How does the simile "like stone" in Emily Dickinson's poem "The Soul selects her own Society—" affect the overall tone and message of the poem?

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The simile "like stone" reinforces the imperious message and tone of the poem. The speaker has made it abundantly clear that she's just fine being alone. She's one of those people who prefers her own company and thus has no need to admit anyone else into her little world. Even...

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The simile "like stone" reinforces the imperious message and tone of the poem. The speaker has made it abundantly clear that she's just fine being alone. She's one of those people who prefers her own company and thus has no need to admit anyone else into her little world. Even if an Emperor turned up one day and knelt upon her mat, the solitary speaker still wouldn't let him in.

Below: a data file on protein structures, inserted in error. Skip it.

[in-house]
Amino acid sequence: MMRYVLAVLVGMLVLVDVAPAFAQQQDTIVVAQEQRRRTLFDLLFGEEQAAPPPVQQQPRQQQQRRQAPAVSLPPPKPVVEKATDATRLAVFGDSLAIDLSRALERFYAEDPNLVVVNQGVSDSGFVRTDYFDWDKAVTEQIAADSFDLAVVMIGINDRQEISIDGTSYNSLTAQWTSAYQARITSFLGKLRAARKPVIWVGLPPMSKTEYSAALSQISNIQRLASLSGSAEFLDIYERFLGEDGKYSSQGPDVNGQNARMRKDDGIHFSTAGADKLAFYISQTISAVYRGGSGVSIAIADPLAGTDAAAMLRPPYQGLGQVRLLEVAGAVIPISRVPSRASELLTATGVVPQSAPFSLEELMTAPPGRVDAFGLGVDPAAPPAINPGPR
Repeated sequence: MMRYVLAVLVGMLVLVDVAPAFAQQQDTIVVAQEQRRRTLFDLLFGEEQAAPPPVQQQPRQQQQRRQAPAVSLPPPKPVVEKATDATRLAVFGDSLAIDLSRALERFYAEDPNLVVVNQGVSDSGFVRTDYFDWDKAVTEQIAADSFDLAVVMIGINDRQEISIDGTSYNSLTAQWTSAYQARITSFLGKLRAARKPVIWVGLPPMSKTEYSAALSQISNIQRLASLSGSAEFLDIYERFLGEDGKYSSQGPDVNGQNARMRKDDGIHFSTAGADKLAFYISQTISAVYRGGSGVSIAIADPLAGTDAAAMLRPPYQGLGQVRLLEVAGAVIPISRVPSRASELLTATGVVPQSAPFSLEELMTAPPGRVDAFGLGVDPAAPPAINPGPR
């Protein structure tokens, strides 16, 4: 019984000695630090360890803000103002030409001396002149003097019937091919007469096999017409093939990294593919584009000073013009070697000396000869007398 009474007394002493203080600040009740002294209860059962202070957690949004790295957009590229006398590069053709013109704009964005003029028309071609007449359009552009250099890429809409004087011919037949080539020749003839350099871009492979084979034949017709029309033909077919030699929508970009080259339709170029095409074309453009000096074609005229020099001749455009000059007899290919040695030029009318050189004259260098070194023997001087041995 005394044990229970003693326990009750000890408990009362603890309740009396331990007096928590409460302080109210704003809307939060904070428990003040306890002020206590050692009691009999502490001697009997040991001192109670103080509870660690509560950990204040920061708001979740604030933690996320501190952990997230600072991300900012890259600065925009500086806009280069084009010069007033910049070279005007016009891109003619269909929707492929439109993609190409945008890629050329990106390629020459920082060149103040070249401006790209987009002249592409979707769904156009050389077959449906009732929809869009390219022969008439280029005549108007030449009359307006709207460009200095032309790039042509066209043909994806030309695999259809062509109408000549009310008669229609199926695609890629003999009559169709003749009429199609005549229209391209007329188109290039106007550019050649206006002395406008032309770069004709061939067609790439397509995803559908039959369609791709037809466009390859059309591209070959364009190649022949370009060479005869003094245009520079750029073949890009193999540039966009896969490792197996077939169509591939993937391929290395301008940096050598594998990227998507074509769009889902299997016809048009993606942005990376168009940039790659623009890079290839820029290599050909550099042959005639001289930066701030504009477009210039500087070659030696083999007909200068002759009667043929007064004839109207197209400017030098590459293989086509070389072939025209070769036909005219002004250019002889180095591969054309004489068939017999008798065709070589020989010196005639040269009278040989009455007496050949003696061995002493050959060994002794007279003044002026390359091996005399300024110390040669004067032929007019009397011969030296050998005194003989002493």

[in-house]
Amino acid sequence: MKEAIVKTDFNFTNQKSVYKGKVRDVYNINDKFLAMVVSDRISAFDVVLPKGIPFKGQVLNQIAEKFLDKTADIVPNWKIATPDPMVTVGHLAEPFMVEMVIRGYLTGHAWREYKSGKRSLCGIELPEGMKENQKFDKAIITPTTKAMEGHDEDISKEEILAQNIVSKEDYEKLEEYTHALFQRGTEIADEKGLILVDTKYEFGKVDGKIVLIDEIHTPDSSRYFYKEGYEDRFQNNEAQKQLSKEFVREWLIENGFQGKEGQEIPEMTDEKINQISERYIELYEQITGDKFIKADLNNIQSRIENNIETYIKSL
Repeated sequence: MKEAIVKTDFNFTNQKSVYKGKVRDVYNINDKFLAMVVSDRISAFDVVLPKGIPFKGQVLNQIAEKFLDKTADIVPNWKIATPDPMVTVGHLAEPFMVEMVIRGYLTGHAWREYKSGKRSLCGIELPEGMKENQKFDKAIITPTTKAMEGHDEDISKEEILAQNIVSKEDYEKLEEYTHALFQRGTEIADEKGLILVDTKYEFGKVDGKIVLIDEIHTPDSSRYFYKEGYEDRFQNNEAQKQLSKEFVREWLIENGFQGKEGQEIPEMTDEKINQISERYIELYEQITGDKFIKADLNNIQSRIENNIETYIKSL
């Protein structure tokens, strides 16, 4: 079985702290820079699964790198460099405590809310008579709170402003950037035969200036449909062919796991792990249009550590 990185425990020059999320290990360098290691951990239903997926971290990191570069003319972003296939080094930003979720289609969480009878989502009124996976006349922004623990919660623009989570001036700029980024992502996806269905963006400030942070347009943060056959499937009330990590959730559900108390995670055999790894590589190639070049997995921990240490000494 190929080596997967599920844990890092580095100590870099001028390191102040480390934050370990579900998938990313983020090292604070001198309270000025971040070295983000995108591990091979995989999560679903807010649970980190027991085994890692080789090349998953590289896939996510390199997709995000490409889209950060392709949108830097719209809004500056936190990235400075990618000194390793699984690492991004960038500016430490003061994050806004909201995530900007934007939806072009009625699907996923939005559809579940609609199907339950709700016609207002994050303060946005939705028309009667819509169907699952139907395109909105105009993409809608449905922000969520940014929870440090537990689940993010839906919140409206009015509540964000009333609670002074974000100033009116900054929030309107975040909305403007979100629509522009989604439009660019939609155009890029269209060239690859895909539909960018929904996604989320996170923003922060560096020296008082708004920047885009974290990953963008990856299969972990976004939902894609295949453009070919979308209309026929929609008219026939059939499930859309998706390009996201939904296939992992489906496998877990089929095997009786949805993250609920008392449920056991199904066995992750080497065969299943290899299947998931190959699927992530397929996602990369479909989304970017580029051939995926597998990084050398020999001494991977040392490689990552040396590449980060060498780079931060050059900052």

That said, the speaker will let the occasional person into her life one at a time. When she does this, she promptly closes the door—or the "valves of her attention" as she calls them—on the rest of the world. There's room for only one person at a time in the speaker's life, and that's how she likes it.

Returning to the stone simile, we can now see how appropriate it is. Stones are cold, hard objects, and we get the distinct impression that the speaker, in shutting practically the whole of humanity out of her life, is indeed cold and hard. The abrupt way that she deprives the rest of humanity of her attention after choosing one, and only one, companion, comes across as almost inhuman. Once again, the image of the stone—cold, hard, and firm—springs to mind.

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